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Fly-fishing instructor gets paid to share his passion

July 22, 1999

Dusty WissmathBy RICHARD F. BELISLE / Staff Writer, Waynesboro

photo: KEVIN G. GILBERT / staff photographer




MERCERSBURG, Pa. - Dusty Wissmath is about as lanky as the fly rod he wields in his right hand.

Wissmath, 45, can plop a near-weightless artificial fly exactly where he wants it - 25 feet away atop a bass lurking in a farm pond or past a wary trout in a swift-running stream.

He's good enough to do it for a living. Wissmath heads up the fly-fishing school and guide service at Whitetail Resort, ventures that help keep the ski resort near Mercersburg going in the warm months.

The resort, which has been mired in financial woes in recent years, is being offered for sale in a sealed-bid auction - a move that leaves Wissmath and the handful of full-time workers still employed there wondering about their futures.

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Meanwhile, students and clients are keeping the fly fishing school and guide service busy this summer.

Wissmath, who has been honing his fly fishing skills since he was 11, taught the sport out West and talks of it like it's religion.

"It's not just putting a worm on a hook and waiting for something to happen." he said. "Fly fishing demands the most in technique and knowledge. I know. I've taught it to hundreds of people since the 1970s."

Wissmath's favorite students are those willing to listen and who go into the sport with enthusiasm. His least favorite look like they just walked out of an L.L. Bean catalog wearing the latest in hi-tech fishing duds and carrying a rod and reel whose cost might bankrupt a banker.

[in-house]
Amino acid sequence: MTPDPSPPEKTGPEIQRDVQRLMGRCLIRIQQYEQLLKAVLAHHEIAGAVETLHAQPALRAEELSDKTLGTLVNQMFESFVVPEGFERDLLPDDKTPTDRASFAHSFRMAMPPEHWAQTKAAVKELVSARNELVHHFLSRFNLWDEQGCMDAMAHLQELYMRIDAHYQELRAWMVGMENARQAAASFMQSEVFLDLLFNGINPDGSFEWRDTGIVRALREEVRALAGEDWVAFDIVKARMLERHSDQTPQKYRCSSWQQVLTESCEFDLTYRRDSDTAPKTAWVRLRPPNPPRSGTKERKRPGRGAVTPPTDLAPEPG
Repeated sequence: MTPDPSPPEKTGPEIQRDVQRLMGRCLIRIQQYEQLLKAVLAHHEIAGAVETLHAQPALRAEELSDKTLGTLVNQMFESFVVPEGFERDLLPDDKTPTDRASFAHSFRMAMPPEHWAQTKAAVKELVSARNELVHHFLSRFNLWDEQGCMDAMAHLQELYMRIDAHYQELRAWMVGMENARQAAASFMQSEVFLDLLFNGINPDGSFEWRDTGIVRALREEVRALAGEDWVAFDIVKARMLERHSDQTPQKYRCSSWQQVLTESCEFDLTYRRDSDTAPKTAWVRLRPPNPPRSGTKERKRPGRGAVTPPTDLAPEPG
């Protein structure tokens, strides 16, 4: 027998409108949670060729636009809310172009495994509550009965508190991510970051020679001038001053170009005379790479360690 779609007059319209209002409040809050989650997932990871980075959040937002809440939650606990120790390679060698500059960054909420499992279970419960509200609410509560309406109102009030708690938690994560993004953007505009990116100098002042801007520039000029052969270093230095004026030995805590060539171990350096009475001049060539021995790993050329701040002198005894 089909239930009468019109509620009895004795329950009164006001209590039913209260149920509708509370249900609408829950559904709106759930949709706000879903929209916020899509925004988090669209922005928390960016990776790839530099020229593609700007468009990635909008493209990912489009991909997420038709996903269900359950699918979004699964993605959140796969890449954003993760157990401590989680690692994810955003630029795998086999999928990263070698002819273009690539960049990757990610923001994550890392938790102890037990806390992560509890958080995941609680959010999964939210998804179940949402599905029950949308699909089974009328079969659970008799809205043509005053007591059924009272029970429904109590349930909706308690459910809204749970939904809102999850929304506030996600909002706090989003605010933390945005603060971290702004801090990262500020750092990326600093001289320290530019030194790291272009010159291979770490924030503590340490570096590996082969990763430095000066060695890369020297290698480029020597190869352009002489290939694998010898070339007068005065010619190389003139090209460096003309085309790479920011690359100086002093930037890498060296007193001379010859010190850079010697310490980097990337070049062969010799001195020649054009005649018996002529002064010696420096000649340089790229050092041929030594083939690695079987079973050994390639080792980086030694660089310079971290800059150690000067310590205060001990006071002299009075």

"They think because they spent a lot of money, they'll be a good fly fisherman," he said. "I like students who like to learn fly fishing as much as I like to teach it.

"Some people think learning to fly fish is hard. It isn't."

Wissmath teaches the basics, such as a proper grip and how to use the rod so that it does the work, not the wrist. He also teaches things that are less tangible - fly fishing history, for instance, and how to match flies with real insects that are on the water at the time, or as they say in fishing parlance, "how to match the hatch."

Wissmath and fellow Whitetail teachers and guides Steve Harry and Jerry Armstrong teach the sport in one- and two-day sessions at two farm ponds at Whitetail. Students in the two-day course spend the first day in class and the second on the water, although flies are never used in fly fishing school. All instruction is done with an empty line, Wissmath said.

Costs range from $225 for one day to $375 for the two-cay course. Both include a rod, reel and line the students get to keep.

"People don't pay me to be a fishing buddy," Wissmath said. "They pay me for my expertise to help them catch fish."

All fish caught on guided trips are released.

"I consider the fish my business partners," Wissmath said. "You don't go around whacking business partners. The idea is not to catch fish as much as it is to fish."

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